ATYL (Alexandra Lee)
mixed media on board; 11 x 14 in.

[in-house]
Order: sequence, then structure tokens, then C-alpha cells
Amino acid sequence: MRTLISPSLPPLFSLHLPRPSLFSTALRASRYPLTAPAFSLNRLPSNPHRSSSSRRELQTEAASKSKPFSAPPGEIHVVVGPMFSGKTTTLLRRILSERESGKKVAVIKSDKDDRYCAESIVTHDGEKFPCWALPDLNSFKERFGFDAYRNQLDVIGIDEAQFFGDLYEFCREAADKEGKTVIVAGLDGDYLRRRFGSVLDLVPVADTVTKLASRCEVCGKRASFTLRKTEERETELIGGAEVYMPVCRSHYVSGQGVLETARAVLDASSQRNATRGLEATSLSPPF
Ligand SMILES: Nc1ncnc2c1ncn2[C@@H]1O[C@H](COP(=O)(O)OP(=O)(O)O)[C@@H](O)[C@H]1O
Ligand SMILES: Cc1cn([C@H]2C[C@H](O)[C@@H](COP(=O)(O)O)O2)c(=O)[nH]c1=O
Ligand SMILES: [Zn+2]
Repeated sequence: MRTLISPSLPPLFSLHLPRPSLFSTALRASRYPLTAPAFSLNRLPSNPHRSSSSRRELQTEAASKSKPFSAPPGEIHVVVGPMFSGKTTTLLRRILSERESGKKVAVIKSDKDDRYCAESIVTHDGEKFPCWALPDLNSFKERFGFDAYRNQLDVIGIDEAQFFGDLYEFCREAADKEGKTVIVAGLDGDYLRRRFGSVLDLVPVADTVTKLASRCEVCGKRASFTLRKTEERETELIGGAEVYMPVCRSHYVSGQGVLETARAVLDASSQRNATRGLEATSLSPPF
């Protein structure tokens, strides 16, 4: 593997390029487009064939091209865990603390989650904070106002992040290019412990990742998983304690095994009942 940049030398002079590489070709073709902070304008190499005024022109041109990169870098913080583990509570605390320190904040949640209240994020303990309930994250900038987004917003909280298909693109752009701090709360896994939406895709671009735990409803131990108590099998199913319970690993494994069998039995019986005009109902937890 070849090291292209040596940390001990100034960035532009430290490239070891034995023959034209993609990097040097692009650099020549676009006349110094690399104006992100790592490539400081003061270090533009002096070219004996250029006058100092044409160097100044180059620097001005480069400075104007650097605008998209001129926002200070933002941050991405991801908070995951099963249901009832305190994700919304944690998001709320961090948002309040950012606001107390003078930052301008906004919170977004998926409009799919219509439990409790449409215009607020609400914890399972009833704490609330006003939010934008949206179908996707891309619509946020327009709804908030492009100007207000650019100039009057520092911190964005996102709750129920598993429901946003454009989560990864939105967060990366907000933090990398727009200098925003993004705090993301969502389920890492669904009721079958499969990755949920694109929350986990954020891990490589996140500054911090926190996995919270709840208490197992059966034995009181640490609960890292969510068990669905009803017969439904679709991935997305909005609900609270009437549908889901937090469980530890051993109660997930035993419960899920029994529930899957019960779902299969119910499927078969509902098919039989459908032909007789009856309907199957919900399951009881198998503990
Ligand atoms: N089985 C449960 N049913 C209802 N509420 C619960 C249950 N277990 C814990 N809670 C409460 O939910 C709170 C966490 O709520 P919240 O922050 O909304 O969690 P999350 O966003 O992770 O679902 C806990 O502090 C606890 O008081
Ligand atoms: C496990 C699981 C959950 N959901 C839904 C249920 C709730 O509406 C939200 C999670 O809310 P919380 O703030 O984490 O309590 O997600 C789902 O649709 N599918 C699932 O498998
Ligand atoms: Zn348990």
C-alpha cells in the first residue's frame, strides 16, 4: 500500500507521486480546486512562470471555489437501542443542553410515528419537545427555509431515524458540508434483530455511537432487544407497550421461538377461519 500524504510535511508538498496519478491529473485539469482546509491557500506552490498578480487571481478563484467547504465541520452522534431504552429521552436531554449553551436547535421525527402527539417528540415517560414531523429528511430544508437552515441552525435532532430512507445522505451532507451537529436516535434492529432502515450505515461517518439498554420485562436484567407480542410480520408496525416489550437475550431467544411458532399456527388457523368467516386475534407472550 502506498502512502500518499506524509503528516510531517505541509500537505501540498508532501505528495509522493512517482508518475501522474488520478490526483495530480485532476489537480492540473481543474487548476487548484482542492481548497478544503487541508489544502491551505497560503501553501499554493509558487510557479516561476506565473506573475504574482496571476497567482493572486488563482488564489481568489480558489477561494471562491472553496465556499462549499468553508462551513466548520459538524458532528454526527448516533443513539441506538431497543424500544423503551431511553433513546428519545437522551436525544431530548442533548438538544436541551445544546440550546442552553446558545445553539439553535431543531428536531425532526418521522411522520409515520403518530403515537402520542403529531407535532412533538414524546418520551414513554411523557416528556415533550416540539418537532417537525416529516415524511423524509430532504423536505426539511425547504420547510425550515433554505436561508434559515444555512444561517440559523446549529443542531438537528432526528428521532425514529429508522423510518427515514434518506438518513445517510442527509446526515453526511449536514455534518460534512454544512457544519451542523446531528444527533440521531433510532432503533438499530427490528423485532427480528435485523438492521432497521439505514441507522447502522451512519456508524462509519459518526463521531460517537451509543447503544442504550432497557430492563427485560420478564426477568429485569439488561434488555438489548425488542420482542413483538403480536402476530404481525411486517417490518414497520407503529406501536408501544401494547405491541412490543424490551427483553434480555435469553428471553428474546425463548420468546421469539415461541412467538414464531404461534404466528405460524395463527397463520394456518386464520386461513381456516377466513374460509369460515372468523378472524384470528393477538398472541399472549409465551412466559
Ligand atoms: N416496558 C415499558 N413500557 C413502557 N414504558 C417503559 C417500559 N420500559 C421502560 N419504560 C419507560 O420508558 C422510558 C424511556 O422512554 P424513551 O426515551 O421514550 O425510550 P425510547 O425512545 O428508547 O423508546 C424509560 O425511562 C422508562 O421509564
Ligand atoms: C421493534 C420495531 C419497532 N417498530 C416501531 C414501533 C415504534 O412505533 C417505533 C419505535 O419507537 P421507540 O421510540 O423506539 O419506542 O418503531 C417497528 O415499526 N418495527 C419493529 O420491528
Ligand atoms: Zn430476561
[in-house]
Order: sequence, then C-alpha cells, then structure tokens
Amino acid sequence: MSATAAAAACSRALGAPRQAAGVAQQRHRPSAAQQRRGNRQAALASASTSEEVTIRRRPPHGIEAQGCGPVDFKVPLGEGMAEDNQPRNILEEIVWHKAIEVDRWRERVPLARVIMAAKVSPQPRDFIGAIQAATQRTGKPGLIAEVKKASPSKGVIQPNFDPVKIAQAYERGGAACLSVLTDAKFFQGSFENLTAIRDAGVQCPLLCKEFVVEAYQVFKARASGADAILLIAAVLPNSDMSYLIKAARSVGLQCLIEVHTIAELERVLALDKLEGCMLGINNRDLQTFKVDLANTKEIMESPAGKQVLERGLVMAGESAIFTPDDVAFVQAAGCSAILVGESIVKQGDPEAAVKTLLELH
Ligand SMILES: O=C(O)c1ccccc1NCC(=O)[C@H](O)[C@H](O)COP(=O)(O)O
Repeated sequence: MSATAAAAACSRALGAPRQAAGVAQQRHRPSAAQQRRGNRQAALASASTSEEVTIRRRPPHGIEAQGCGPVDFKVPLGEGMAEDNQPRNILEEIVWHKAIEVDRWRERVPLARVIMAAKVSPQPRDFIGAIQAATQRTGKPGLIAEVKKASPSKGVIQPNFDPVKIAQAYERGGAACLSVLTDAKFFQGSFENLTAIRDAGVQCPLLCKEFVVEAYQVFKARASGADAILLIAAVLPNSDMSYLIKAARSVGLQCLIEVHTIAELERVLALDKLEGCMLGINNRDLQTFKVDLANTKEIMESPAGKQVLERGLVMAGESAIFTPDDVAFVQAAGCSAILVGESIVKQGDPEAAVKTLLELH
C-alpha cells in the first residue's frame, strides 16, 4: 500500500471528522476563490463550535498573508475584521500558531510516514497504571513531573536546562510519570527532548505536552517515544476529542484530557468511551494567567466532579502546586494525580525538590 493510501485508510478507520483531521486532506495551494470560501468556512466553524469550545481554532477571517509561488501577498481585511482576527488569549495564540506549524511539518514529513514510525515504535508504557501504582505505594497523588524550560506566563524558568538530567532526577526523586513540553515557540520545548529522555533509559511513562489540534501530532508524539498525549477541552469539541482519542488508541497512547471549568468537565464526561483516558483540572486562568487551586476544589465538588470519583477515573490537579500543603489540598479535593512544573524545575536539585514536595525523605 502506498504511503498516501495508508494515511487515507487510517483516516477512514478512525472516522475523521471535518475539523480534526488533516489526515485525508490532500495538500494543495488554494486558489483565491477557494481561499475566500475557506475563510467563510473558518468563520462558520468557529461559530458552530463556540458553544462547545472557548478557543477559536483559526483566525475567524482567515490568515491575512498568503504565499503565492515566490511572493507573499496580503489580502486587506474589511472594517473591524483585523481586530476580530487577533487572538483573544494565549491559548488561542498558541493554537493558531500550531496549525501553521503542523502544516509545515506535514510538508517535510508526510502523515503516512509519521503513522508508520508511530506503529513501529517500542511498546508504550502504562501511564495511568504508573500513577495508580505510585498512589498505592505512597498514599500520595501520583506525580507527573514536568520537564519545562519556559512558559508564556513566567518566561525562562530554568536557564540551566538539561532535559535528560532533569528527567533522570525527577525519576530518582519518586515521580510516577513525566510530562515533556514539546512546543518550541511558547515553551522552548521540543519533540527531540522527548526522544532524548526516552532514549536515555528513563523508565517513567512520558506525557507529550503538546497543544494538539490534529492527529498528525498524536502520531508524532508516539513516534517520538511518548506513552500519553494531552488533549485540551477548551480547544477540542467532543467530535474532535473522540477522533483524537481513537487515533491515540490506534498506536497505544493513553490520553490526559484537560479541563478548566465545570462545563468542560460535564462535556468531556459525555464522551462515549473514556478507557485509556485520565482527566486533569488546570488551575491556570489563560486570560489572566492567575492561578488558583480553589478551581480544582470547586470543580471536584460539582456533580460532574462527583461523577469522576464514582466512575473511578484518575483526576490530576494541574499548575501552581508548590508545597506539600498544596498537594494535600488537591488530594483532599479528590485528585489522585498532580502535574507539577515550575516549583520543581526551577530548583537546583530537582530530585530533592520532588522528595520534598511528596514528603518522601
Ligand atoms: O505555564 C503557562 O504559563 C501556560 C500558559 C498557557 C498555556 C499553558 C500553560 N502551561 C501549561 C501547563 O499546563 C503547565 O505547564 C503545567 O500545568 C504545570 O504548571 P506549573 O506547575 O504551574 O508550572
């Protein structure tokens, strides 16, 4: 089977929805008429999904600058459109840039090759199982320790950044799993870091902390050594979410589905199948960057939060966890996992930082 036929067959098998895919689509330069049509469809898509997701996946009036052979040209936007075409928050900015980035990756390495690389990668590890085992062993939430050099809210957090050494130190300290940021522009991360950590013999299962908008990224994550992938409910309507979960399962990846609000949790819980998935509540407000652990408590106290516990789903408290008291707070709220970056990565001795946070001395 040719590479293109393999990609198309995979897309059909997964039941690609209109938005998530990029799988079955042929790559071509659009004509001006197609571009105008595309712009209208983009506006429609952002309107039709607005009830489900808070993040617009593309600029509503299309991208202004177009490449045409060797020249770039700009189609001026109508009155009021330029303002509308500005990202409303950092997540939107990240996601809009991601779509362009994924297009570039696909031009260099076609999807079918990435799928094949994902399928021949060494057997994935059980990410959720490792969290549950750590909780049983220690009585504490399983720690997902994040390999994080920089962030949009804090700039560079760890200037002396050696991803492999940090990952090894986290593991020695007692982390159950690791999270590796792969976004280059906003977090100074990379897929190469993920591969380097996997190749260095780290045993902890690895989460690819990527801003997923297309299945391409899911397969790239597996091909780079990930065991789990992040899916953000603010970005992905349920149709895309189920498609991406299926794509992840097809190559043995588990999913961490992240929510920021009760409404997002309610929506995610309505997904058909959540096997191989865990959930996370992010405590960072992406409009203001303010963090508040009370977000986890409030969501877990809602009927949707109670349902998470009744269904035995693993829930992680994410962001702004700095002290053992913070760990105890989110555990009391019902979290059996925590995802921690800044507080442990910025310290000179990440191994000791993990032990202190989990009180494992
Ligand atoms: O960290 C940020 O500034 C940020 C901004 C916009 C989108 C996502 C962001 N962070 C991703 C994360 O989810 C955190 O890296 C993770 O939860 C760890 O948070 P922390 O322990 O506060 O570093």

The work submitted for this exhibition belongs to a larger body of multi-media, interdisciplinary work ‘Project Silkworm’. Commenced in 2009, the on-going project is inspired by the life-cycle of the Bombyx mori, the domesticated Chinese silkworm whose existence relies entirely on human interference and for our consumption. Symbolism and cultural discourse are the primary foci within this framework. Sovegna Vos, used in T.S. Eliot’s poem, ‘Ash Wednesday’, are words originated from Dante’s Purgatory. Multi-layered, the work is about addressing one’s experiences and transcending them with new constructions, and recovery, and need for grace. Each piece questions the conditions of appearance of an image, its context and tensions implicated below the surface, and the undercurrent of emotions. Who are we as individuals and as a unit of a collective? Are we generic numbers, or part of an equation? The things we do and say – do they have any lasting meaning and effects? As we live out the cycles of our lives, what choices do we make? What legacies do we leave behind? Beyond investigations of the allegorical ties of sericulture and humankind’s interactions within its environment and each other, the overall project is semi-autobiographical in that my maternal great-grandfather owned a silk farm in China that was nationalized, and how the social-political upheavals and loss of tradition affected my upbringing and views of bondage and justice.